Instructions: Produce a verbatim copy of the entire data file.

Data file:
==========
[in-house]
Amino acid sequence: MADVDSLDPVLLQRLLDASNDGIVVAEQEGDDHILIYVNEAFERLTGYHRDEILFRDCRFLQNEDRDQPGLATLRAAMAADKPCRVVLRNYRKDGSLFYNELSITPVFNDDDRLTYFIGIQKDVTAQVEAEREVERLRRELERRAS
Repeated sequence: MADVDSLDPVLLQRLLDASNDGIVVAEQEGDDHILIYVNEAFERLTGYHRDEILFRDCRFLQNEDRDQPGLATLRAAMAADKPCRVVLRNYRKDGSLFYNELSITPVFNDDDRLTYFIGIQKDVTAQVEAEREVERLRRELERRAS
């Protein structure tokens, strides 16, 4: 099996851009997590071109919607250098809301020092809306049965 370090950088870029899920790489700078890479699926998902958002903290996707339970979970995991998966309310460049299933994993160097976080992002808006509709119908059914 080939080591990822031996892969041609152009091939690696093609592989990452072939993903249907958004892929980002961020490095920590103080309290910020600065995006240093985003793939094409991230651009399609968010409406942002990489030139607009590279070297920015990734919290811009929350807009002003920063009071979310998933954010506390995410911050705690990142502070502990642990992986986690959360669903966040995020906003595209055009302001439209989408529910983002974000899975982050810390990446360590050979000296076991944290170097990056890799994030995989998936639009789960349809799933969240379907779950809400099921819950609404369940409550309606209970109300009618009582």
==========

[in-house]
Amino acid sequence: MADVDSLDPVLLQRLLDASNDGIVVAEQEGDDHILIYVNEAFERLTGYHRDEILFRDCRFLQNEDRDQPGLATLRAAMAADKPCRVVLRNYRKDGSLFYNELSITPVFNDDDRLTYFIGIQKDVTAQVEAEREVERLRRELERRAS
Repeated sequence: MADVDSLDPVLLQRLLDASNDGIVVAEQEGDDHILIYVNEAFERLTGYHRDEILFRDCRFLQNEDRDQPGLATLRAAMAADKPCRVVLRNYRKDGSLFYNELSITPVFNDDDRLTYFIGIQKDVTAQVEAEREVERLRRELERRAS
């Protein structure tokens, strides 16, 4: 099996851009997590071109919607250098809301020092809306049965 370090950088870029899920790489700078890479699926998902958002903290996707339970979970995991998966309310460049299933994993160097976080992002808006509709119908059914 080939080591990822031996892969041609152009091939690696093609592989990452072939993903249907958004892929980002961020490095920590103080309290910020600065995006240093985003793939094409991230651009399609968010409406942002990489030139607009590279070297920015990734919290811009929350807009002003920063009071979310998933954010506390995410911050705690990142502070502990642990992986986690959360669903966040995020906003595209055009302001439209989408529910983002974000899975982050810390990446360590050979000296076991944290170097990056890799994030995989998936639009789960349809799933969240379907779950809400099921819950609404369940409550309606209970109300009618009582």